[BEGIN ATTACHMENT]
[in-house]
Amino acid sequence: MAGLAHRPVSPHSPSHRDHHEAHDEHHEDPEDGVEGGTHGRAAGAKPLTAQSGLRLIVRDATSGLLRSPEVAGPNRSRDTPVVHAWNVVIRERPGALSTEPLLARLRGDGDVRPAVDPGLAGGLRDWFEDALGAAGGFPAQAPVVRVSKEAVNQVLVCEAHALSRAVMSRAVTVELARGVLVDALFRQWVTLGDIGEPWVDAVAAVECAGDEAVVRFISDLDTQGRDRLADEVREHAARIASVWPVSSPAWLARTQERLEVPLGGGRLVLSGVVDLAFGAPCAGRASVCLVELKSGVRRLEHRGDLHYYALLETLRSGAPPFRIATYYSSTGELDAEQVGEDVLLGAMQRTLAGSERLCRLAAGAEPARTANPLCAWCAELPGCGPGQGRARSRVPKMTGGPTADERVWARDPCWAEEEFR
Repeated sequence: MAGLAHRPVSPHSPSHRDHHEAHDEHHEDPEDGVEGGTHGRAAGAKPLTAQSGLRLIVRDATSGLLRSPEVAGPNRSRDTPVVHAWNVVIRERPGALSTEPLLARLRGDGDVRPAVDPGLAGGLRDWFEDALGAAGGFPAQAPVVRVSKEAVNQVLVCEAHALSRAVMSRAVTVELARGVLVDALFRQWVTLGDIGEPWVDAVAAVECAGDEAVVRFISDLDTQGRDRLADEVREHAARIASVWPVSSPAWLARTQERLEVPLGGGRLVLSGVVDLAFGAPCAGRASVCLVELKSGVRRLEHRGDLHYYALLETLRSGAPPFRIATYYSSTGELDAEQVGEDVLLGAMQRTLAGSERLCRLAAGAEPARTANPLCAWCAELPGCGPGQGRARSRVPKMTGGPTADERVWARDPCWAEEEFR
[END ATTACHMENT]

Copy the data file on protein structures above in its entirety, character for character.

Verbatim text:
[in-house]
Amino acid sequence: MAGLAHRPVSPHSPSHRDHHEAHDEHHEDPEDGVEGGTHGRAAGAKPLTAQSGLRLIVRDATSGLLRSPEVAGPNRSRDTPVVHAWNVVIRERPGALSTEPLLARLRGDGDVRPAVDPGLAGGLRDWFEDALGAAGGFPAQAPVVRVSKEAVNQVLVCEAHALSRAVMSRAVTVELARGVLVDALFRQWVTLGDIGEPWVDAVAAVECAGDEAVVRFISDLDTQGRDRLADEVREHAARIASVWPVSSPAWLARTQERLEVPLGGGRLVLSGVVDLAFGAPCAGRASVCLVELKSGVRRLEHRGDLHYYALLETLRSGAPPFRIATYYSSTGELDAEQVGEDVLLGAMQRTLAGSERLCRLAAGAEPARTANPLCAWCAELPGCGPGQGRARSRVPKMTGGPTADERVWARDPCWAEEEFR
Repeated sequence: MAGLAHRPVSPHSPSHRDHHEAHDEHHEDPEDGVEGGTHGRAAGAKPLTAQSGLRLIVRDATSGLLRSPEVAGPNRSRDTPVVHAWNVVIRERPGALSTEPLLARLRGDGDVRPAVDPGLAGGLRDWFEDALGAAGGFPAQAPVVRVSKEAVNQVLVCEAHALSRAVMSRAVTVELARGVLVDALFRQWVTLGDIGEPWVDAVAAVECAGDEAVVRFISDLDTQGRDRLADEVREHAARIASVWPVSSPAWLARTQERLEVPLGGGRLVLSGVVDLAFGAPCAGRASVCLVELKSGVRRLEHRGDLHYYALLETLRSGAPPFRIATYYSSTGELDAEQVGEDVLLGAMQRTLAGSERLCRLAAGAEPARTANPLCAWCAELPGCGPGQGRARSRVPKMTGGPTADERVWARDPCWAEEEFR